No discussion of business intelligence is complete without the mention of online analytical processing, also known as OLAP. A decade ago, Network World mentioned how OLAP slowly started to enter the market.
Looking back on that can allow us to appreciate how far today’s OLAP systems have grown. From their humble beginnings, these systems have grown to be among the come into their own as the primary methods currently used for informing businesses about the factors affecting their performance.
What Exactly Is OLAP?
At its core, OLAP is a database system. As SAS states, OLAP is a technology that is used to build decision-making systems, crafted on the framework of hierarchies of data and multidimensional views.
It differs from a traditional database because it doesn’t order data points into records. Rather, it uses spatial analysis, making it closer to how humans think about things, and significantly cutting down the time it takes to query the database.
The faster query time will not be as important when it comes to small databases, but as a company’s data store grows, the time needed to get results from a traditional database also increases.
OLAP remedies this problem by using spatial processing of data rather than sequential processing. But how does implementing an OLAP system like Apache Druid (one of the most popular open-source OLAPs) benefit a business?
Benefit 1: Works Well with Big Data
As more companies start to tap into the new technology of Big Data Analytics, a need arises for a processing system to deal with this massive volume of information.
The World Economic Forum mentions that the earth’s connected digital footprint is expected to be around forty-four zettabytes (44 trillion GB) by 2020. While it’s unlikely that any business could produce anything of this order from their data collection, having even a fraction of this data on a standard relational database could mean a single query takes hours to return a result.
With the centralization of data and the hierarchical arrangement making it easy to process data, companies that already have a stake in Big Data can benefit greatly from implementing an OLAP system to replace their relational databases.
Benefit 2: Analysis at the ‘Speed of Thought’
As mentioned before, the processing speed of OLAP systems is significantly faster than relational databases. Codecentric mentions that OLAP systems regularly produce sub-second queries for large data sets.
The method of storing data and pre-caching queries allows the database to have results on-hand by pre-empting the querying process. As a result, users can get the information they need without having to wait for the system to complete processing. OLAP is such a big deal in business intelligence that companies that don’t invest in it struggle to remain competitive amidst their competitors.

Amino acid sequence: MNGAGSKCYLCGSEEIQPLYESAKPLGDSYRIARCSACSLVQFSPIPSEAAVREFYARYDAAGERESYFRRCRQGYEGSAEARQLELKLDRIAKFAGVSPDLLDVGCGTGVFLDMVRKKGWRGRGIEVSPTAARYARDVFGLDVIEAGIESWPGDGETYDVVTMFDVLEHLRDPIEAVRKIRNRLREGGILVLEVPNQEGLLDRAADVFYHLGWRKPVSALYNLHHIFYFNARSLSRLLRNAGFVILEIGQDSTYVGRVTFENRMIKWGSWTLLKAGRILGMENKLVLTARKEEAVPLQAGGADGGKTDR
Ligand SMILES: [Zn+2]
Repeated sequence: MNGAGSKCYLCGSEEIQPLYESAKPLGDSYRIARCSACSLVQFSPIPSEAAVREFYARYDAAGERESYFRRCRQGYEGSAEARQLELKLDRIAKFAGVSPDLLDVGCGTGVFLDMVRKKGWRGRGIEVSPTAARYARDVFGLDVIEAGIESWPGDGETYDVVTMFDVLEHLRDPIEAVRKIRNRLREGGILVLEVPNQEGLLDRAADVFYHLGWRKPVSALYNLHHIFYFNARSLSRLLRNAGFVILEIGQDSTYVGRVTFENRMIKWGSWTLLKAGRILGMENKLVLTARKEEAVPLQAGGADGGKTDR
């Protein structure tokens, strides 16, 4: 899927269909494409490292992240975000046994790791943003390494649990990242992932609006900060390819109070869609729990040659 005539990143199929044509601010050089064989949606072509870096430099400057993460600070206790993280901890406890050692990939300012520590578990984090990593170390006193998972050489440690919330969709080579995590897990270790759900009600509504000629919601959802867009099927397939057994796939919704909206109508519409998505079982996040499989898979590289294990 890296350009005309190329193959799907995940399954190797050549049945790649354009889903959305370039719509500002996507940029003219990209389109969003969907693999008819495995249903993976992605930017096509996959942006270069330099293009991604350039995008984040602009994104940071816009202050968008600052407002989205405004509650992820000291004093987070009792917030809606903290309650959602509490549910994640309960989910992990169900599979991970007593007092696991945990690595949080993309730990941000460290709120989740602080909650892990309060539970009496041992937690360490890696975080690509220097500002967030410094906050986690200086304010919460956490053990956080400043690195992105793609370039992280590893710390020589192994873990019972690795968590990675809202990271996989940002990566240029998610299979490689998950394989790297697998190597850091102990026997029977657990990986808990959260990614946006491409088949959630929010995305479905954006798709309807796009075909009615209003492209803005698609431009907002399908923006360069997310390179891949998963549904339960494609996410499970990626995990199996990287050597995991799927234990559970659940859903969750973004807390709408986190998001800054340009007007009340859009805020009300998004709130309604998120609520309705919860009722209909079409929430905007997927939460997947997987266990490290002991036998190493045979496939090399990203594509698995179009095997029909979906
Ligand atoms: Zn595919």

Flexible for Use in Many Situations
The power of an OLAP system doesn’t just come from its robust back end. In many situations where business intelligence is necessary, users already have a familiar interface.
Users already familiar with certain front-end processing systems can easily use OLAP on their data at the back end. Microsoft mentions that OLAP systems can be used to process data in Excel or SharePoint.
With this ease of use behind it, it’s easy to see why businesses consider OLAP to be a significant improvement over their relational database system.
The front-end users can keep using the software they’re already familiar with, with no lost time for retraining.
Centralized Data and Source-of-Trust
One of the most significant benefits that OLAP offers to businesses is the centralization of data into a single trustworthy source. As Corporate Compliance Insights reports, in the early days of business intelligence, there was a tendency to aggregate data across multiple spreadsheets, leading to inconsistencies of definitions and information.
OLAP sidesteps this problem by offering a central location where all data about the company can be stored.
The consistent definitions of data and the fact that all processing units utilize the same data for their processing means that insights that BI software generates can be reproduced on a separate system flawlessly.
A business should have faith in its data, and OLAPs offer companies that convenience.
The Evolution of Business Intelligence
Some quarters of the business intelligence community consider OLAP to be on its way out. Big Data systems now use different techniques such as Data Lakes to centralize their data stores.
However, because OLAP has become so critical to BI software and because it’s so easy to integrate into an existing system, companies might be wary of moving away from the ‘tried-and-true’ formulas, since they know that OLAP works.
The field of technology is always evolving, so no one can be sure what the next decade will bring. OLAP is evolving as well, to create better processing paradigms for the next generation of BI needs. Once it stays ahead of the curve and keeps evolving to meet users’ needs, it’s highly unlikely we’ll see OLAP fade into obscurity soon.
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